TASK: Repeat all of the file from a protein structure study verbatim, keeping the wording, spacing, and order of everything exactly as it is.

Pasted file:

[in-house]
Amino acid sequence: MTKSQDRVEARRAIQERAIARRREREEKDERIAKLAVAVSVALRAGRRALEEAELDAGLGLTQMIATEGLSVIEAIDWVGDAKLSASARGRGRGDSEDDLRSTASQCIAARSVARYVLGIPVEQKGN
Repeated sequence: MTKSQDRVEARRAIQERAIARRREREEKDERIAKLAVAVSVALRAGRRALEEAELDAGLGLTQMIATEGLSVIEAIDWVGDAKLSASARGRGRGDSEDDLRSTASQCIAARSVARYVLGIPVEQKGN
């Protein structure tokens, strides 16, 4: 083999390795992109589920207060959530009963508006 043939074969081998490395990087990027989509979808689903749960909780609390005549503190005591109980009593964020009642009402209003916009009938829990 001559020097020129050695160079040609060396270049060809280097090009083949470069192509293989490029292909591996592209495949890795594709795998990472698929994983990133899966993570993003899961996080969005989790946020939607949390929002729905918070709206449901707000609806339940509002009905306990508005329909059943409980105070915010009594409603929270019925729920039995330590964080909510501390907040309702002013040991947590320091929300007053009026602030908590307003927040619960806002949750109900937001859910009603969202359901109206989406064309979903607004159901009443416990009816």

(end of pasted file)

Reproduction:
[in-house]
Amino acid sequence: MTKSQDRVEARRAIQERAIARRREREEKDERIAKLAVAVSVALRAGRRALEEAELDAGLGLTQMIATEGLSVIEAIDWVGDAKLSASARGRGRGDSEDDLRSTASQCIAARSVARYVLGIPVEQKGN
Repeated sequence: MTKSQDRVEARRAIQERAIARRREREEKDERIAKLAVAVSVALRAGRRALEEAELDAGLGLTQMIATEGLSVIEAIDWVGDAKLSASARGRGRGDSEDDLRSTASQCIAARSVARYVLGIPVEQKGN
């Protein structure tokens, strides 16, 4: 083999390795992109589920207060959530009963508006 043939074969081998490395990087990027989509979808689903749960909780609390005549503190005591109980009593964020009642009402209003916009009938829990 001559020097020129050695160079040609060396270049060809280097090009083949470069192509293989490029292909591996592209495949890795594709795998990472698929994983990133899966993570993003899961996080969005989790946020939607949390929002729905918070709206449901707000609806339940509002009905306990508005329909059943409980105070915010009594409603929270019925729920039995330590964080909510501390907040309702002013040991947590320091929300007053009026602030908590307003927040619960806002949750109900937001859910009603969202359901109206989406064309979903607004159901009443416990009816």